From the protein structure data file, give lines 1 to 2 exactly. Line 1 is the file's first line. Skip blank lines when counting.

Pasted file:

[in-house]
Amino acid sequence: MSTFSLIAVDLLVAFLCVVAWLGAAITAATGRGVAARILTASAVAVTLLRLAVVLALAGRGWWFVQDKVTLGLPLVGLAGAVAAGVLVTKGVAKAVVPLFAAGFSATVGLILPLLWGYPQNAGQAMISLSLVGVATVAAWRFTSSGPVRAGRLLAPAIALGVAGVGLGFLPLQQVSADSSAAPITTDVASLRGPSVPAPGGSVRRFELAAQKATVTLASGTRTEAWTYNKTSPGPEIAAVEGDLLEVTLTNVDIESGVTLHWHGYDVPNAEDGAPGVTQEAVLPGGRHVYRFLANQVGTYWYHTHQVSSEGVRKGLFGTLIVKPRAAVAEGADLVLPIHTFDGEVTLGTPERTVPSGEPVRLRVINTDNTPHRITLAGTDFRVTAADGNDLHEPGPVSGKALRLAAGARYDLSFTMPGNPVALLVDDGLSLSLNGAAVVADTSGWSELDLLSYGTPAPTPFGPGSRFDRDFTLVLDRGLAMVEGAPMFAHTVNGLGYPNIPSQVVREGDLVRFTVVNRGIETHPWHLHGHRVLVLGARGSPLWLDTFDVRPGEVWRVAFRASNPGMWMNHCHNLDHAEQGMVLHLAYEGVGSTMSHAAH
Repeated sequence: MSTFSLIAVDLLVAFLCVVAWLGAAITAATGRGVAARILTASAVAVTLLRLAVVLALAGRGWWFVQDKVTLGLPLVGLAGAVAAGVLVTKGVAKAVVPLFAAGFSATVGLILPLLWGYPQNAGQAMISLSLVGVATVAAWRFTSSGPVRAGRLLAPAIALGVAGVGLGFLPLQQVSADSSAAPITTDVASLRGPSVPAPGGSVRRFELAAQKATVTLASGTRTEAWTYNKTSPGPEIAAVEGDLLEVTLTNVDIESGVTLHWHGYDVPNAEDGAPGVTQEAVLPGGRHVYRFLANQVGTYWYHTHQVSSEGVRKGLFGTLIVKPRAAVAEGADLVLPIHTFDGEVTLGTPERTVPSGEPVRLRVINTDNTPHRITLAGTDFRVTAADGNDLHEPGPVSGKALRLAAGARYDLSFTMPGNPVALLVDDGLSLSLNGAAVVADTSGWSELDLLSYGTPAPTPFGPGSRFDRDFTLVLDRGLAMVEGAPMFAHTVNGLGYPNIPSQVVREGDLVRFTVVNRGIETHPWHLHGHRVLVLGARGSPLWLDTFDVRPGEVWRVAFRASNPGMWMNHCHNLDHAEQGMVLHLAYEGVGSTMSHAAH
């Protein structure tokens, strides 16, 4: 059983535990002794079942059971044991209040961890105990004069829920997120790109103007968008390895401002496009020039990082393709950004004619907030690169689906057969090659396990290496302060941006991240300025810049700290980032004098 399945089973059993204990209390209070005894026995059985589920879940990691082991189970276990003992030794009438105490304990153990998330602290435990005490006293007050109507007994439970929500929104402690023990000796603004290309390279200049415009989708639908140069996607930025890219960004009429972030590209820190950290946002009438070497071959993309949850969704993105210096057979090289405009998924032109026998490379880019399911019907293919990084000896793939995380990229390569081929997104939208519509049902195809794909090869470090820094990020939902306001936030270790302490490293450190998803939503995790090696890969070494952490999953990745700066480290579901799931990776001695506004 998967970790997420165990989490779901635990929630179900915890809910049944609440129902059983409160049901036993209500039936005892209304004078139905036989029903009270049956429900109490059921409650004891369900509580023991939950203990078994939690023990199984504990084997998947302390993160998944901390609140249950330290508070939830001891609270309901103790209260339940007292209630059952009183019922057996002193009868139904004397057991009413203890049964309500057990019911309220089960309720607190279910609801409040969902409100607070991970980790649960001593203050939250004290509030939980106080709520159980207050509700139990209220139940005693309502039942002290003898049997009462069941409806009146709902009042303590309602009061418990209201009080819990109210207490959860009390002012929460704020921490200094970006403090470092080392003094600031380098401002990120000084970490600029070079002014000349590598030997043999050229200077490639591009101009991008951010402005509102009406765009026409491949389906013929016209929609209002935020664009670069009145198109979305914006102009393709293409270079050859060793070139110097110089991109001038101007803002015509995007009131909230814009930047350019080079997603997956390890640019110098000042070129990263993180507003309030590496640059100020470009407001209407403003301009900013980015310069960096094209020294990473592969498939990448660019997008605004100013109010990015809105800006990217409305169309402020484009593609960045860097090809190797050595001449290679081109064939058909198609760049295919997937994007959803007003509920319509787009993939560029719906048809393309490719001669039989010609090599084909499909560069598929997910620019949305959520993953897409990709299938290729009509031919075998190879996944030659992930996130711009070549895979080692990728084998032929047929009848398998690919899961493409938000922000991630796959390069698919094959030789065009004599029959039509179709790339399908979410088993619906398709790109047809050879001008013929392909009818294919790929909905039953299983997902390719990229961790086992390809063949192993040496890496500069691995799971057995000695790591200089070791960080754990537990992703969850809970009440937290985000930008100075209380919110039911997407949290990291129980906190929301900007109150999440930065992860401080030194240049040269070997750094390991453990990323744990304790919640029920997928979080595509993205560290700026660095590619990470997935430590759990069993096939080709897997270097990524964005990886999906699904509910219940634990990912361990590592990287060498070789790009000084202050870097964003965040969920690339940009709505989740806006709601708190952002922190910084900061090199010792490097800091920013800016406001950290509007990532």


[in-house]
Amino acid sequence: MSTFSLIAVDLLVAFLCVVAWLGAAITAATGRGVAARILTASAVAVTLLRLAVVLALAGRGWWFVQDKVTLGLPLVGLAGAVAAGVLVTKGVAKAVVPLFAAGFSATVGLILPLLWGYPQNAGQAMISLSLVGVATVAAWRFTSSGPVRAGRLLAPAIALGVAGVGLGFLPLQQVSADSSAAPITTDVASLRGPSVPAPGGSVRRFELAAQKATVTLASGTRTEAWTYNKTSPGPEIAAVEGDLLEVTLTNVDIESGVTLHWHGYDVPNAEDGAPGVTQEAVLPGGRHVYRFLANQVGTYWYHTHQVSSEGVRKGLFGTLIVKPRAAVAEGADLVLPIHTFDGEVTLGTPERTVPSGEPVRLRVINTDNTPHRITLAGTDFRVTAADGNDLHEPGPVSGKALRLAAGARYDLSFTMPGNPVALLVDDGLSLSLNGAAVVADTSGWSELDLLSYGTPAPTPFGPGSRFDRDFTLVLDRGLAMVEGAPMFAHTVNGLGYPNIPSQVVREGDLVRFTVVNRGIETHPWHLHGHRVLVLGARGSPLWLDTFDVRPGEVWRVAFRASNPGMWMNHCHNLDHAEQGMVLHLAYEGVGSTMSHAAH